1516 West Carroll Ave Roof Farm

1516 West Carroll Ave Roof Farm

Chicago, IL

Award Winner
Omni Ecosystems

Project Team

Architect: Lynsey Sorrell, Perimeter Architects
Farm Marketing & Operations: Tracy Boychuk, The Roof Crop LLC
General Contractor: Kirk Bacastow, LG Construction
Green Roof Designer, Manufacturer, & Installer: Molly Meyer, Omni Ecosystems
Owners Representative: Paul Clausen, Clausen Management Services
Roofer: Andy Moglieniki, AB Edwards

The roof farm epitomizes Omni’s mission to create resilient landscapes that are beautiful and that create social and ecological solutions. Serving as a hands-on classroom, hyper-local food source, native pollinator pathway, and peaceful workplace respite, the rooftop farm elevates the possibilities of living infrastructure systems.
— Molly Meyer, Omni Ecosystems
I’ve marveled watching this rooftop grow— not only as an ecosystem, with a more impressive array of crops establishing every year— but as a space for fellowship and community.
— Tracy Boychuk, The Roof Crop
1516 West Carroll represents the best of what Perimeter Architects strive for in every project: innovation, collaboration, great design and clever solutions. The roof system is so light and flexible, engineering the roof was far less complex than with other systems on the market but the results are incomparable.
— Lynsey Sorrell, Perimeter Architects

A Pioneer In Chicago Urban Agriculture

The Commercial Rooftop Farm is a fully-functioning, commercial-scale rooftop farm located on the West Side of Chicago. The roof produces an impressive yield of 44 different crops in more than 100 varieties including green beans, potatoes, radishes, turnips and raspberries. Every week during harvest season, produce from the roof is picked, processed and packaged on-site before it’s sold to nearby restaurants and consumers, and served in locally-sourced dishes.

The site features four roofs, three of which are farmed commercially, and one 1,200-square-foot rooftop lawn used for observation and research. The food meadow is supported by an exceptionally lightweight substrate ranging in depth from 4 to 8 inches. The roof is a polyculture system, combining perennials and food crops to establish a healthy nutrient cycle and generate bountiful harvests. Perennial cover crops, many of which are edible, create a stable and established ecosystem. Seasonal seedling crops, including tomatoes, peppers, and eggplant, are added to diversify the rooftop menu.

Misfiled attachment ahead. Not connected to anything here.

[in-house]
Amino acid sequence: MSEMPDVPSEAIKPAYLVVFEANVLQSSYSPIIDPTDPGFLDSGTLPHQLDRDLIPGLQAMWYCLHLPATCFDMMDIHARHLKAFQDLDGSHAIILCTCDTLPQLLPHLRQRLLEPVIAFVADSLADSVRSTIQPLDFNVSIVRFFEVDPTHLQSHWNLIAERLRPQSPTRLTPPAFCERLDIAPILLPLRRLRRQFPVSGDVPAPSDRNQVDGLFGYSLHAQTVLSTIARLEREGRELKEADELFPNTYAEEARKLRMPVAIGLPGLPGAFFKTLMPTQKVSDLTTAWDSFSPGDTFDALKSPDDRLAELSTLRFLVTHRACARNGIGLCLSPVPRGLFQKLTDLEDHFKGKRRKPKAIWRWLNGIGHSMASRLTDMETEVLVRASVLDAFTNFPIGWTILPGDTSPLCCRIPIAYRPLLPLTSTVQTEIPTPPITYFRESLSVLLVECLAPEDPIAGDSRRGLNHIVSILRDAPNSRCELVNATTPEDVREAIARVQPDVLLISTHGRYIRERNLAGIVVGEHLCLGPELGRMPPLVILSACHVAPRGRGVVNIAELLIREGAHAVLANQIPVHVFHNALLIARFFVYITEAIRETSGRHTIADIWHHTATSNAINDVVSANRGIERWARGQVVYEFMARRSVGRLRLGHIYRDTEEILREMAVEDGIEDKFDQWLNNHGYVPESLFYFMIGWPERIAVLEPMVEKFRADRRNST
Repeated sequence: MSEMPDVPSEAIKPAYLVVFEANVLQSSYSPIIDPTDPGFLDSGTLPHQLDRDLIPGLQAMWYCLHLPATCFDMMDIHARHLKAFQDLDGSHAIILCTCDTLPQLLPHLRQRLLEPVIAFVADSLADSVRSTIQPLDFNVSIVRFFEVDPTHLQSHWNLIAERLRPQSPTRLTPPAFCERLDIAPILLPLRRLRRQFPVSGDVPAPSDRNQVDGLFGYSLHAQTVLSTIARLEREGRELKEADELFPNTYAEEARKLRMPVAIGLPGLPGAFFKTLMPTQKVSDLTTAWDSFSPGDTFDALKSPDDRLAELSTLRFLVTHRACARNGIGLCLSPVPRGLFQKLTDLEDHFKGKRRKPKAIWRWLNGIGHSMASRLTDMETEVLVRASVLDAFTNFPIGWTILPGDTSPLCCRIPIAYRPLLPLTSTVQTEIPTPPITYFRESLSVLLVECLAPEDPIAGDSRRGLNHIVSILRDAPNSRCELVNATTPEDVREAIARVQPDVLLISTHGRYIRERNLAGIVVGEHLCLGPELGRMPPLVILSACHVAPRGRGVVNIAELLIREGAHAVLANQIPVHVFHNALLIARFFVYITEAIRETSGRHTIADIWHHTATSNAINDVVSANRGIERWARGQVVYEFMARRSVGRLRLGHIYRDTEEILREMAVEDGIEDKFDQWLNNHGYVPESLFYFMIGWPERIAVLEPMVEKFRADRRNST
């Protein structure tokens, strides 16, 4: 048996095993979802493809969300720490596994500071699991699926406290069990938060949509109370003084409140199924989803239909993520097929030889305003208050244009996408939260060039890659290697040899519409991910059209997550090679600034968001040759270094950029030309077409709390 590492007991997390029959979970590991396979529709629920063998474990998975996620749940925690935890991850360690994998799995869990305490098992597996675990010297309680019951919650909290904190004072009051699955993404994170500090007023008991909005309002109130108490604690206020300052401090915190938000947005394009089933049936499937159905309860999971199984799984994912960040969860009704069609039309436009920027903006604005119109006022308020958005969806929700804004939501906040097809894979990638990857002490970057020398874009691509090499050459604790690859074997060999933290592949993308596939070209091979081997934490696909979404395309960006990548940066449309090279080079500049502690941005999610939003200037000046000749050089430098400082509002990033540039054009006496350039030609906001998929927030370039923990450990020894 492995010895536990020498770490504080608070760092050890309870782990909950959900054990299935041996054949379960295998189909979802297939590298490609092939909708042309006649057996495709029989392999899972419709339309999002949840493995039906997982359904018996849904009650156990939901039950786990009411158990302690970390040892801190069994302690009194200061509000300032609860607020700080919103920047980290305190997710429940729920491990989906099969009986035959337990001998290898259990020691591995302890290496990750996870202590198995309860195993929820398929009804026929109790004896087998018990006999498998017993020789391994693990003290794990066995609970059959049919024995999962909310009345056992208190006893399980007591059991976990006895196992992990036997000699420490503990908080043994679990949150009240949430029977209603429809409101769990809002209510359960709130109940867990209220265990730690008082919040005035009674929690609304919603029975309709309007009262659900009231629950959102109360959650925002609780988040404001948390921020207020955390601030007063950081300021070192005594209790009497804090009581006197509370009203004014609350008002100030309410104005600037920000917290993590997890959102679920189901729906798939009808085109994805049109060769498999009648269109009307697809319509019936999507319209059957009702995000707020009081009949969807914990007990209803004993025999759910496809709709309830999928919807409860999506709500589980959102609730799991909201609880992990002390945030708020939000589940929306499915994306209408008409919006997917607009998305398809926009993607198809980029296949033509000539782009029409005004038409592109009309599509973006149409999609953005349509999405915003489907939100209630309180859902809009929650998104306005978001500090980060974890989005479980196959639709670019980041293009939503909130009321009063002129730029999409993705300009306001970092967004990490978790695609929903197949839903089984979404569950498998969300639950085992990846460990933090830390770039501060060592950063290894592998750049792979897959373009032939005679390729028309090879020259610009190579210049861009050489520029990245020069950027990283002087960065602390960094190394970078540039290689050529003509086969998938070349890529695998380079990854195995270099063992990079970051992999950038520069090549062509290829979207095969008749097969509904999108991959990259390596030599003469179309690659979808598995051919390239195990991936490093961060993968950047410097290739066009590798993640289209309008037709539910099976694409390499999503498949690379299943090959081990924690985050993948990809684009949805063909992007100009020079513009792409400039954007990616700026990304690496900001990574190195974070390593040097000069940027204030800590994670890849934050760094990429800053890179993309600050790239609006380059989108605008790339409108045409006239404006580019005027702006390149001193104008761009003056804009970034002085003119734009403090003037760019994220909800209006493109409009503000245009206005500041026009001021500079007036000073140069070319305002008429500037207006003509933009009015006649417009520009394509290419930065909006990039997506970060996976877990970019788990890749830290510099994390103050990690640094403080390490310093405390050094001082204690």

The Carroll project is laying the groundwork and providing crucial research for these future rooftop farming projects, making it a pioneer in urban agriculture in Chicago. The building below the commercial rooftop farm houses three education-focused non profits. Two of these are after-school programs which incorporate the farm into much of their programming, teaching lessons in ecology, biology and food production and using the green roof as their classroom. Urban youth with little to no knowledge of agriculture are provided invaluable exposure to a fully-functioning farm. Select students who wish to continue their education are offered summer employment with the green-roof company. The third organization is a coalition of Chicago chefs who create food and nutrition programming for local schools. Rooftop produce is occasionally used in their classroom demonstrations and lessons, and the farm collaborates with this group

Fruits, veggies and florals harvested from the farm are purchased by nearby food cooperatives, consumers and restaurants which use them in locally-sourced dishes. The farm grows more than 100 varieties of crops including peppers, raspberries, melons, cucumbers, kales, apples and more. Harvests are conducted weekly, making the roof a viable and reliable source of hyperlocal food. Judges praised the project for its integration of urban living and agriculture as well as its array and diversity of food production.